Video: Toast rack that helps tell Sheffield’s story

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Sheffield’s Weston Park Museum has launched a new exhibition telling the story of the city through 100 artefacts chosen by residents. Our City, Our Objects includes a toast rack made in 1880 by major manufacturer James Dixon and Sons.

Among the other artefacts on view...

Sheffield's Curatorial Services Manager Sian Brown with a goblet by Brian Asquith which has been chosen to make up part of the  Our City, Our Objects exhibition

Sheffield's Curatorial Services Manager Sian Brown with a goblet by Brian Asquith which has been chosen to make up part of the Our City, Our Objects exhibition

• A 1900s bottle of Henderson’s Relish, the Sheffield culinary institution established in 1885

• A handmade Bowie Knife produced in Sheffield in 2007 by Reg Cooper, who has worked in the city’s cutlery industry since 1945.

• An embroidery sampler made in 1840 by Sheffield’s Elizabeth Dungworth, aged 11, a victim of the Victorian city’s high child mortality rates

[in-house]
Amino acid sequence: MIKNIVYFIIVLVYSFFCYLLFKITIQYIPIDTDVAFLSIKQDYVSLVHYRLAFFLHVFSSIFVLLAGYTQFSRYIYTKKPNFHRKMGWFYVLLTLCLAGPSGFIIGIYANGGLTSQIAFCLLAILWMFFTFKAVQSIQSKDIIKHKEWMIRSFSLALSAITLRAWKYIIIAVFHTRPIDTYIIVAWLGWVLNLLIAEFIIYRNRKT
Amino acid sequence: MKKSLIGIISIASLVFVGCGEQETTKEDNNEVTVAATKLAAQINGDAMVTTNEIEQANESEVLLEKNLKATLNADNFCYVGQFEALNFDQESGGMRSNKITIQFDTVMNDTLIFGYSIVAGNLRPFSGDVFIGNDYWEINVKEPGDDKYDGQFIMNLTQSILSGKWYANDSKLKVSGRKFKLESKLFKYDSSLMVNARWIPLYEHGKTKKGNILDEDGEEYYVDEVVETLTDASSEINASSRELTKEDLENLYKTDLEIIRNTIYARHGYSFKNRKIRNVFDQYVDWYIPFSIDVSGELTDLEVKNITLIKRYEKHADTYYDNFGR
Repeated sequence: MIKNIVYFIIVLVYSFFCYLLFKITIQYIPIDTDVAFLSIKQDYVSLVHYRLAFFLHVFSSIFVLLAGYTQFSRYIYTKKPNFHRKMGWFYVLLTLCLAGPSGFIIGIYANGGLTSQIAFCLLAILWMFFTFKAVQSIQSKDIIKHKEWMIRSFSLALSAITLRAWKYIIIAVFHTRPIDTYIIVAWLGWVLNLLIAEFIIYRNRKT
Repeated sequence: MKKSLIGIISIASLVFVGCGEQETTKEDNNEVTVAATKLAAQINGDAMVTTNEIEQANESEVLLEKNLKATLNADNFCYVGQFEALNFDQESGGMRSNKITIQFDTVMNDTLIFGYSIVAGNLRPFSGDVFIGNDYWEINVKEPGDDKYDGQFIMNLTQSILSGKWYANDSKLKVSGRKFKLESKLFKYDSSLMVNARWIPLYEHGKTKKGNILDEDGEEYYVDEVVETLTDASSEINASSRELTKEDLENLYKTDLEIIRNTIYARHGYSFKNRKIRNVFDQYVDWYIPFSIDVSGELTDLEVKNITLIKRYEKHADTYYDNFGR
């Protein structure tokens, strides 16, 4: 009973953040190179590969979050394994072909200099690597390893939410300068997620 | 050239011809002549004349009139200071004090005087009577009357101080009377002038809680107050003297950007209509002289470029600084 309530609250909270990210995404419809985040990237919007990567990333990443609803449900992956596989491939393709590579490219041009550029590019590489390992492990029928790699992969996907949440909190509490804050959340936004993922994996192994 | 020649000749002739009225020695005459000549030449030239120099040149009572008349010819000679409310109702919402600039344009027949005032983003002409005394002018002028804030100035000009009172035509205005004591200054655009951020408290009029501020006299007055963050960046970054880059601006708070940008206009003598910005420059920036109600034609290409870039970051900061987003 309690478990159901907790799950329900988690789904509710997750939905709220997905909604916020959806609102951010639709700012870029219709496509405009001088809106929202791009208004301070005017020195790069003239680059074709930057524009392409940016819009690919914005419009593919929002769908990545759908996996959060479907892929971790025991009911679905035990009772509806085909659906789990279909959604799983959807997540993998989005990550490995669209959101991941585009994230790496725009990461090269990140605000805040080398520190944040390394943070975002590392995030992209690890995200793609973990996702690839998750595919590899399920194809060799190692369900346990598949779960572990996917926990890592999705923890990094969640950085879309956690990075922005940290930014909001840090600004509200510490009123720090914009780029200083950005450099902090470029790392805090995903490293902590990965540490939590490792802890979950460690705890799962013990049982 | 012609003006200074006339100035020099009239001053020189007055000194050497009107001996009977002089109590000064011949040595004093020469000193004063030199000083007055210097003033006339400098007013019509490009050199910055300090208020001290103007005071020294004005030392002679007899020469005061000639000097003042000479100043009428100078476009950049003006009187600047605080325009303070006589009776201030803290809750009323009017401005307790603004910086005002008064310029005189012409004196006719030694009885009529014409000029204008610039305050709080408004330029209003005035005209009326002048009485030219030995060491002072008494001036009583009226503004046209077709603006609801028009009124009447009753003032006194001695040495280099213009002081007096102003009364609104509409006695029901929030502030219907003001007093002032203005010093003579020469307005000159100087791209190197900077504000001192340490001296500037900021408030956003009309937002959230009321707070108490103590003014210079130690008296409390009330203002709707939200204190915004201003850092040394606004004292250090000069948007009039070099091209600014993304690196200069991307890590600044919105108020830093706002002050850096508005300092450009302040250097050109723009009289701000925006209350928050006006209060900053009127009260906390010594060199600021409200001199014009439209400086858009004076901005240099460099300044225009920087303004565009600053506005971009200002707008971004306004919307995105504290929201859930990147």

• 17th century clay pipes found during excavations carried out at the site of Sheffield Castle during the 1920s

• A silver goblet created in 1980 by Sheffield-born silversmith Brian Asquith, designer of the iconic bronze fountains in the city’s Peace Gardens.

• The painting, View of Science Gallery at Weston Park Museum, by Beatrice Adams, a student at the Sheffield School of Art, whose alumni included Stanley Royle and Godfrey Sykes.

• Ivory-handled razors dating from around 1880 manufactured by Thomas R Cadman and Sons Ltd, a Sheffield company with trade links to India at the height of the British Empire.

• Paul Waplington’s painting, Wybourn Estate, an evocative depiction of one of the city’s suburbs in the 1980s.

• A Christopher Dresser-designed toast rack made in 1880 by Sheffield’s James Dixon & Sons, one of the major British manufacturers of the Industrial Revolution.

• A Medieval floor tile from Beauchief Abbey, which was founded in 1176 by Robert FitzRabulf